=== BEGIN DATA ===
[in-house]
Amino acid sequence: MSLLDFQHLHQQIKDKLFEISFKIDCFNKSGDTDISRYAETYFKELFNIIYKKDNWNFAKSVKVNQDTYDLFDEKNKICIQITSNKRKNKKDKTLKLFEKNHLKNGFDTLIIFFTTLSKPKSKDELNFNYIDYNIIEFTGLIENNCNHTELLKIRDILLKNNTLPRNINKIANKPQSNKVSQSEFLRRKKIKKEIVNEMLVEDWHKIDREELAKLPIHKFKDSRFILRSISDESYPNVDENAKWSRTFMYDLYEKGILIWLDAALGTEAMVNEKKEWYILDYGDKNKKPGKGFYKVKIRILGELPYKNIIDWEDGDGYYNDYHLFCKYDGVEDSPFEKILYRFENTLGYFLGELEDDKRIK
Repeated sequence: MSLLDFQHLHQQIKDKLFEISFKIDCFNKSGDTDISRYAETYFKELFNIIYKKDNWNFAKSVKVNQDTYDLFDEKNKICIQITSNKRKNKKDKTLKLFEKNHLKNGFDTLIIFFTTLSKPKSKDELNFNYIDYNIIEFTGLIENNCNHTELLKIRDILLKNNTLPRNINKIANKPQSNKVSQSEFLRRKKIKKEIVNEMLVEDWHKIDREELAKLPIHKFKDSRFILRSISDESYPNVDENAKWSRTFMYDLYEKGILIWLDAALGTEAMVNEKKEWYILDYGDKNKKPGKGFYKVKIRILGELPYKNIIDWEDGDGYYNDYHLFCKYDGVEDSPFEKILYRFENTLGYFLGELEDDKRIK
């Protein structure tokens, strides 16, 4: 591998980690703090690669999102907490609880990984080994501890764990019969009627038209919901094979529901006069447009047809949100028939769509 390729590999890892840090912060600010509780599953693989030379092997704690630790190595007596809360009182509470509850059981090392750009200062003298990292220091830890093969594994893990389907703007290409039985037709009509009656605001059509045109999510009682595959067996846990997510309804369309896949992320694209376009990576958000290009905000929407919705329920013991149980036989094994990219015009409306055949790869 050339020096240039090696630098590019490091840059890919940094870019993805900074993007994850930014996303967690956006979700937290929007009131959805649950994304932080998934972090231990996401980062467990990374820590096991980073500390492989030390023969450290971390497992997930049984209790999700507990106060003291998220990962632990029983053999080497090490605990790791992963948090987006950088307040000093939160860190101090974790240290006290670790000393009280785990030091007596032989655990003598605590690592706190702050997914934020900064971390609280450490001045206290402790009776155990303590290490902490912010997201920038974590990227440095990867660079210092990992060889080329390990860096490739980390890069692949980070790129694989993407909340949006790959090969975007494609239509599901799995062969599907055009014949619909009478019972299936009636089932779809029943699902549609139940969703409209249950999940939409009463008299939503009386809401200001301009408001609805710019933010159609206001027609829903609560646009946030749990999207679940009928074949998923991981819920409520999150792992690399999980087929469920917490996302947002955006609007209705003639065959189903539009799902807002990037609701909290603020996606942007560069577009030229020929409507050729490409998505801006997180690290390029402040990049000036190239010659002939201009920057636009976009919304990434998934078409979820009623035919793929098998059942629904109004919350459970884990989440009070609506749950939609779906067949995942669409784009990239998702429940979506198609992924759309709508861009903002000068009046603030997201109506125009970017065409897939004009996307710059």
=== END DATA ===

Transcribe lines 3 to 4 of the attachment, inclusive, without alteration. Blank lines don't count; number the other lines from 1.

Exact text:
Repeated sequence: MSLLDFQHLHQQIKDKLFEISFKIDCFNKSGDTDISRYAETYFKELFNIIYKKDNWNFAKSVKVNQDTYDLFDEKNKICIQITSNKRKNKKDKTLKLFEKNHLKNGFDTLIIFFTTLSKPKSKDELNFNYIDYNIIEFTGLIENNCNHTELLKIRDILLKNNTLPRNINKIANKPQSNKVSQSEFLRRKKIKKEIVNEMLVEDWHKIDREELAKLPIHKFKDSRFILRSISDESYPNVDENAKWSRTFMYDLYEKGILIWLDAALGTEAMVNEKKEWYILDYGDKNKKPGKGFYKVKIRILGELPYKNIIDWEDGDGYYNDYHLFCKYDGVEDSPFEKILYRFENTLGYFLGELEDDKRIK
């Protein structure tokens, strides 16, 4: 591998980690703090690669999102907490609880990984080994501890764990019969009627038209919901094979529901006069447009047809949100028939769509 390729590999890892840090912060600010509780599953693989030379092997704690630790190595007596809360009182509470509850059981090392750009200062003298990292220091830890093969594994893990389907703007290409039985037709009509009656605001059509045109999510009682595959067996846990997510309804369309896949992320694209376009990576958000290009905000929407919705329920013991149980036989094994990219015009409306055949790869 050339020096240039090696630098590019490091840059890919940094870019993805900074993007994850930014996303967690956006979700937290929007009131959805649950994304932080998934972090231990996401980062467990990374820590096991980073500390492989030390023969450290971390497992997930049984209790999700507990106060003291998220990962632990029983053999080497090490605990790791992963948090987006950088307040000093939160860190101090974790240290006290670790000393009280785990030091007596032989655990003598605590690592706190702050997914934020900064971390609280450490001045206290402790009776155990303590290490902490912010997201920038974590990227440095990867660079210092990992060889080329390990860096490739980390890069692949980070790129694989993407909340949006790959090969975007494609239509599901799995062969599907055009014949619909009478019972299936009636089932779809029943699902549609139940969703409209249950999940939409009463008299939503009386809401200001301009408001609805710019933010159609206001027609829903609560646009946030749990999207679940009928074949998923991981819920409520999150792992690399999980087929469920917490996302947002955006609007209705003639065959189903539009799902807002990037609701909290603020996606942007560069577009030229020929409507050729490409998505801006997180690290390029402040990049000036190239010659002939201009920057636009976009919304990434998934078409979820009623035919793929098998059942629904109004919350459970884990989440009070609506749950939609779906067949995942669409784009990239998702429940979506198609992924759309709508861009903002000068009046603030997201109506125009970017065409897939004009996307710059």